That said, the PRN will then give its child a chance to push the predicate 
further down the tree.  For most types of children this subsequent push will not 
happen, so the predicate will remain at the level of the PRN and that's where it 
will be enforced.  For UnionNodes, though, it *is* possible to the push the 
predicate further down--that's what the work for DERBY-805 does.  In order to 
complete that push, though, the predicates have to be "scoped" to the 
UnionNode's left and right children.  This scoping operation is what is at issue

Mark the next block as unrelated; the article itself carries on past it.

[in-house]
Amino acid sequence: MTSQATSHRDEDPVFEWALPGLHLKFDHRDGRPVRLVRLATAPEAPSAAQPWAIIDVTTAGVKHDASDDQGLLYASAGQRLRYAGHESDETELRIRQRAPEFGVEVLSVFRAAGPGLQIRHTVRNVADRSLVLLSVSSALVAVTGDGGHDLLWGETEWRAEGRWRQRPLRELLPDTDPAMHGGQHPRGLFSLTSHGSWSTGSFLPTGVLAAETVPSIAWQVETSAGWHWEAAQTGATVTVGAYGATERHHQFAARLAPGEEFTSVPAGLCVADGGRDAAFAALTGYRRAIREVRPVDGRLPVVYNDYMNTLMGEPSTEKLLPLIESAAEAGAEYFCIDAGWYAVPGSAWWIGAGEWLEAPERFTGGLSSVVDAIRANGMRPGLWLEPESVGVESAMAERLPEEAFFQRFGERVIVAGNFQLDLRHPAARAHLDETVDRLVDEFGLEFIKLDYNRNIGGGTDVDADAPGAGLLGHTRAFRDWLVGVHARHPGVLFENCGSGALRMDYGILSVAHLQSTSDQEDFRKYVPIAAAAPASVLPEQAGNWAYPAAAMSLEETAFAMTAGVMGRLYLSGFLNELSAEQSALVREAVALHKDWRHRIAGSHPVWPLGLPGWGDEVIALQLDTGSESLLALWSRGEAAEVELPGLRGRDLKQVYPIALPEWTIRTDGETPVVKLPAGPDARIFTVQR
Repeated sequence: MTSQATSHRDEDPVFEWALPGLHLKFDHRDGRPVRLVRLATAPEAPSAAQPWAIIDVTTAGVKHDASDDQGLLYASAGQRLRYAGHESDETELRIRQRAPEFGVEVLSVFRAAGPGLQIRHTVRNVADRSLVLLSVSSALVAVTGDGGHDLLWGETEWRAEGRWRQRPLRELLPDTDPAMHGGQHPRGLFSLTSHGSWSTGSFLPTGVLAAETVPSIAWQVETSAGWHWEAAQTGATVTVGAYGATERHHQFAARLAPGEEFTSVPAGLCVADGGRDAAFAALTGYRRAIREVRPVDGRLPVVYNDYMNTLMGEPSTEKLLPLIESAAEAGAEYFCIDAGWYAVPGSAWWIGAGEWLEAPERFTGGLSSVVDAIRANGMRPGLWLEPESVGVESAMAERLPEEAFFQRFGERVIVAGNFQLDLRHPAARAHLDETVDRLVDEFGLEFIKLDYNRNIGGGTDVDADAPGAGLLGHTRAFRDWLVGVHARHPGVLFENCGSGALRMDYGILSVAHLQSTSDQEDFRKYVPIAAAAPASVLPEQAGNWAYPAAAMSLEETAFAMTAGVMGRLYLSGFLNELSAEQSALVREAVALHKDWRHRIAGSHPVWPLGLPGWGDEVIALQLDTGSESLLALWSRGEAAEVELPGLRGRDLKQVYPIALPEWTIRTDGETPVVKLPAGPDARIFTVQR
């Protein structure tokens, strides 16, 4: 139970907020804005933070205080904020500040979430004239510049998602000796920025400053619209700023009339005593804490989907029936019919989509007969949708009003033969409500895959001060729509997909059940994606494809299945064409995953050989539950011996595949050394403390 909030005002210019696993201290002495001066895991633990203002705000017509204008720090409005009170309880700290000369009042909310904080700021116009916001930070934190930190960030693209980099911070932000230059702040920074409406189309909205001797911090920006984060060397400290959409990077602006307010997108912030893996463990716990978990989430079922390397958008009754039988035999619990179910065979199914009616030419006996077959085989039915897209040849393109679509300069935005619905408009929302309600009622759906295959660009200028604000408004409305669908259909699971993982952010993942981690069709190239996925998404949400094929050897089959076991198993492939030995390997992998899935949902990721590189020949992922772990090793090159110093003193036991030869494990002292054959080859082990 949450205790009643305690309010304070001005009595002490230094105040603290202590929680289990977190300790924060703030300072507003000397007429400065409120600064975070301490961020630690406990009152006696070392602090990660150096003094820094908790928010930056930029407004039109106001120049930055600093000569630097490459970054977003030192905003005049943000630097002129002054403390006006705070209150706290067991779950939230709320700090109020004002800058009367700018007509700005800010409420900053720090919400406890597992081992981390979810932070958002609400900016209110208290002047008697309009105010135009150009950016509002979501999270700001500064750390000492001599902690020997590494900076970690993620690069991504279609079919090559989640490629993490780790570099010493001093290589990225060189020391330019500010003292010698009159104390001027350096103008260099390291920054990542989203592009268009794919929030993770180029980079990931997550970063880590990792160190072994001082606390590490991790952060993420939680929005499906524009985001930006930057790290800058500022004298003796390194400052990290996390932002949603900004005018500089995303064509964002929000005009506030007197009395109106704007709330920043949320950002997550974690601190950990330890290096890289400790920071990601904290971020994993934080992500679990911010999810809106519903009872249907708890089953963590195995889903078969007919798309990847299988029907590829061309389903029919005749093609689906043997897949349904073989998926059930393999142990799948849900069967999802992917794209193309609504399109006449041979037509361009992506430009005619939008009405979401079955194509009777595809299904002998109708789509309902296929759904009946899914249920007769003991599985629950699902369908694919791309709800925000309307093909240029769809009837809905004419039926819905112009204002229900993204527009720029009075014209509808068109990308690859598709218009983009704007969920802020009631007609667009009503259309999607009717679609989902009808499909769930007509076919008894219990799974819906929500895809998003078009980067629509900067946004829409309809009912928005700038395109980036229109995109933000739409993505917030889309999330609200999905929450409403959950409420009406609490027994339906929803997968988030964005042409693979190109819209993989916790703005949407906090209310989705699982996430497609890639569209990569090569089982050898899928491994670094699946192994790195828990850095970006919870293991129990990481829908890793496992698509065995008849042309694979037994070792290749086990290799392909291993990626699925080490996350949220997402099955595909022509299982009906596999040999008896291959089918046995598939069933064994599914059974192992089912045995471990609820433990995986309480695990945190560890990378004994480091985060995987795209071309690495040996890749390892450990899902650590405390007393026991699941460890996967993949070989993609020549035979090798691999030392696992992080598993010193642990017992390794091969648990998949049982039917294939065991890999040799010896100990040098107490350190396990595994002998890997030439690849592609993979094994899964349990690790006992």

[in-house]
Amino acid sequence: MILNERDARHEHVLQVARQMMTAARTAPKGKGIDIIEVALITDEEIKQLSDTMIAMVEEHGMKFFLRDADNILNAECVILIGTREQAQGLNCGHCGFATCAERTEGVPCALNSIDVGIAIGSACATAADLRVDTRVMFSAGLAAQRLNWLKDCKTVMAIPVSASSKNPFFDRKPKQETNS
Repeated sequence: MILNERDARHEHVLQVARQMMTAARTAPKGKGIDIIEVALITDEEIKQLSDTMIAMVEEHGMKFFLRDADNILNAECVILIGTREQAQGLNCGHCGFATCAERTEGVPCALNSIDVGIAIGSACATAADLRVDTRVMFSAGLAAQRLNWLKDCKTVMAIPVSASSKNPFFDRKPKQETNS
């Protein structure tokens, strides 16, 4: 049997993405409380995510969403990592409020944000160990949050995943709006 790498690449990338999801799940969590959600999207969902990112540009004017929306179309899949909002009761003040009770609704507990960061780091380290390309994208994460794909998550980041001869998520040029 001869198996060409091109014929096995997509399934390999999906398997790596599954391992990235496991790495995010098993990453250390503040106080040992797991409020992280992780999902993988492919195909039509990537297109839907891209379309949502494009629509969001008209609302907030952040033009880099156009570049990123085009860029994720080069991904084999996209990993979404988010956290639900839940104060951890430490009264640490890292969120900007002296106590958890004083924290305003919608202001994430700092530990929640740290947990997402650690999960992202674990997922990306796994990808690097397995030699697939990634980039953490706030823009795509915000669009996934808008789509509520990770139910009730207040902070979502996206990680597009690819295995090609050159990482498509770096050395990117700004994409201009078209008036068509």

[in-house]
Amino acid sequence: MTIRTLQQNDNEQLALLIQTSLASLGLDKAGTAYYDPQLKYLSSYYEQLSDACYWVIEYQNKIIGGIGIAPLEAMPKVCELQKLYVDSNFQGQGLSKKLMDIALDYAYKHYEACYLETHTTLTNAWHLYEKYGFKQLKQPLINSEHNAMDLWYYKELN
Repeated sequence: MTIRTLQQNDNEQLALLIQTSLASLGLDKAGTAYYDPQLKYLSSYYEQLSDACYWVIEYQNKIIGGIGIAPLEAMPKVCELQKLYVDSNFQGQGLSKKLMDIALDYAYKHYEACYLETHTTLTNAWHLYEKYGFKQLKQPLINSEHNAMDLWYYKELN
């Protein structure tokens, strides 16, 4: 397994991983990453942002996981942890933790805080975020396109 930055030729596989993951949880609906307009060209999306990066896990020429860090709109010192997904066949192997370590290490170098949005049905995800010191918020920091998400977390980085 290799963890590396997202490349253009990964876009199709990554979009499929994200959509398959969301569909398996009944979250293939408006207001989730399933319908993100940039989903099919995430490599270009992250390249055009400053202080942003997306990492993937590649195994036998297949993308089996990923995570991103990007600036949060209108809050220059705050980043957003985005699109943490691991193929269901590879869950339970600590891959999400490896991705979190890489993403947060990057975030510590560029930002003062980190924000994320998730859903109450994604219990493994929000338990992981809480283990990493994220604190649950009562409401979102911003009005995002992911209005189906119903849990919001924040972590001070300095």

for the regression described in DERBY-1633.

> For instance, I think we need positional remapping in the following
> cases. And this brings me to the heart of my confusion: Why does predicate
> pushdown work in the following cases--or does it? If it does work, how is
> it that UNIONs break the logic? Here are some cases that come to mind:

Again, great questions.  To begin with, I should mention that for the two 
queries you show, Derby will actually flatten the subqueries into the top result 
set, effectively changing them into the following queries:

> select *
> from 
>   t1,
>   ( select b as x, a as y from t2) v2
> where t1.a = v2.y

effectively becomes

select *
where t1.a = t2.a


> select *
> from ( select b as x, a as y from t2) v2
> where v2.y = 1

effectively becomes

select *
where t2.a = 1

I assume, though, that you didn't intend for subquery flattening to occur when 
you asked your question, so let's pretend it doesn't happen.  Or better, let's